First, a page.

Its a frustrating time for many Americans wanting to share thoughts online about the recent election.
Twitter and Facebook have slapped warnings on some messages,
and in a few cases blocked postings that make false claims about the election process and the results.
Now they are finding other places to go online.
One of them is Parlor which promises it wont censor anything.
It is now the most downloaded app on the apple itunes store,
and popular with supporters of president Donald Trump.
We have gained well over four million new accounts in the last several days, maybe five, Im losing track.
The rise of Parlor comes with Americans divided over whether they want social media firms
to do more to keep their sites free from misinformation and calls for violence,
or should the internet be a place for all speech.
Enter Parlor from the French word paulet to speak.
Prominent conservatives have flocked to the Nevada-based platform
and some are calling for people to leave Twitter and Facebook for Parlor.
I think theres a lack of trust and when they hear that there is somebody out there
who says we are an unbiased neutral free speech platform.
Theyre willing to at least give it a shot at a certain point.
Much of the conversation on Parlor echoes president Donald Trumps unsupported claim
that the November 3rd election was stolen by democrats through massive voter fraud.
There are calls for action.
Demonstrations are being planned.
Sometimes users cross the line, an Arkansas police chief used Parlor to urge violence against democrats.
He claimed were preventing the reelection of Donald Trump.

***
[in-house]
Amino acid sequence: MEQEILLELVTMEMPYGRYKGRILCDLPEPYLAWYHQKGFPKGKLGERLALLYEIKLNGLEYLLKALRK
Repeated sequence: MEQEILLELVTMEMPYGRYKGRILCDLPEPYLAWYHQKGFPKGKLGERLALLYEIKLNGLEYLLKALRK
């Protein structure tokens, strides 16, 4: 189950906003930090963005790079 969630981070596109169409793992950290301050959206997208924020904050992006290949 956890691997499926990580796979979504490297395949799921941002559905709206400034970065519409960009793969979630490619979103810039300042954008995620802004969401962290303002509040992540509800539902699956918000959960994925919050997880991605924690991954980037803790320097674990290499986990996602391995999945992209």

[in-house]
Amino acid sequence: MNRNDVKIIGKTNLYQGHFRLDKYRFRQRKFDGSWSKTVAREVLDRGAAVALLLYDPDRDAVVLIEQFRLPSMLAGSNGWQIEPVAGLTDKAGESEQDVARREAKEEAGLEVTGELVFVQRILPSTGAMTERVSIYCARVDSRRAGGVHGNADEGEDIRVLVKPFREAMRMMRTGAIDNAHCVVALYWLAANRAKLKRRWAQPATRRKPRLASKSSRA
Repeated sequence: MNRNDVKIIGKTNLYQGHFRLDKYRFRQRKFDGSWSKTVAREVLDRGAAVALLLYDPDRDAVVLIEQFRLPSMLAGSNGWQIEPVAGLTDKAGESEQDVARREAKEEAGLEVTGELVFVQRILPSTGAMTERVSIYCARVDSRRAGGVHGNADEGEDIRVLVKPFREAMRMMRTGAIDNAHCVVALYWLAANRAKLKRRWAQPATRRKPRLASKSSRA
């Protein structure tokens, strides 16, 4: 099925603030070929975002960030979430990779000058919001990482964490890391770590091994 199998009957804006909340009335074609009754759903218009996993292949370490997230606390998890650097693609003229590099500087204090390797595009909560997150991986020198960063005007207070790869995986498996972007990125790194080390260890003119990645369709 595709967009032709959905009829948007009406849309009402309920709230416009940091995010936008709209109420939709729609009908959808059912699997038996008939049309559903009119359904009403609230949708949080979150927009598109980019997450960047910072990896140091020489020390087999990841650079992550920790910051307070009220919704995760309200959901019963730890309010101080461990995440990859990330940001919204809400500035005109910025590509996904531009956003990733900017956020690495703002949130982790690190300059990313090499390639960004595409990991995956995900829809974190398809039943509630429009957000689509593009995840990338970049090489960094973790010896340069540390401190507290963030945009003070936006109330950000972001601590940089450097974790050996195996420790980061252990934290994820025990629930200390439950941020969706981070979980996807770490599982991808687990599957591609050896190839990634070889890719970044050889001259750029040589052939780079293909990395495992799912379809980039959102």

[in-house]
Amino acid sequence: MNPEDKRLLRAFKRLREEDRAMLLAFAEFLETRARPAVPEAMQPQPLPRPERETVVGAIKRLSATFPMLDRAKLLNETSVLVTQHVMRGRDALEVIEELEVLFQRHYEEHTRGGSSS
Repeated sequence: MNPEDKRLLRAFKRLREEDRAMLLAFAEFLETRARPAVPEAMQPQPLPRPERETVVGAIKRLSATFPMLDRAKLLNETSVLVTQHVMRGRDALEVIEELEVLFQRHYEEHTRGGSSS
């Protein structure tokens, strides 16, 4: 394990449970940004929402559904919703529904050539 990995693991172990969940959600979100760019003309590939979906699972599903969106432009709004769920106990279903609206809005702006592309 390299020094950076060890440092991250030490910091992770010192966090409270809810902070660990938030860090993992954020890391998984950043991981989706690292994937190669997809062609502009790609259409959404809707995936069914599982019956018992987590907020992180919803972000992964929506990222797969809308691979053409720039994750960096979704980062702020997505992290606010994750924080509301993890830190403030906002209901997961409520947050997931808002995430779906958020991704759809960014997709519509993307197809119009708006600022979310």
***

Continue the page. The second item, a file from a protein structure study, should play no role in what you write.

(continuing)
When the posts appeared in news stories his public account was removed and he was forced to resign.
While the Parlor algorithm does not promote posts to keep users engaged.
The company says it is serious about its commitment to free speech and does not block extremist content.
The fact that we dont block out the content from various extremists
does not mean that our goal is to further all of those views right.
What we are planning to do is give the widest freedom possible
so that people can have a full discussion.
That is not much different from the founding missions of Facebook and Twitter,
but the major internet firms criticized for keeping people engaged by suggesting content
that is more extreme have increasingly taken steps to curtail the spread of misinformation,
and then came Parlor.
It potentially suggests that if platforms do try and steer people away from these echo chambers,
steer people away from what they want that people will just migrate elsewhere right.
Thats its a reminder that as powerful as these platforms are,
and is overwhelmingly unpopular as they are.
There are, its it is not a monopoly.
Its too soon to know whether Parlor will have lasting appeal
but for now as the US grapples with the results of the 2020 election,
Parlor has carved out a unique digital hangout.
Matt Dibble for voa news San Francisco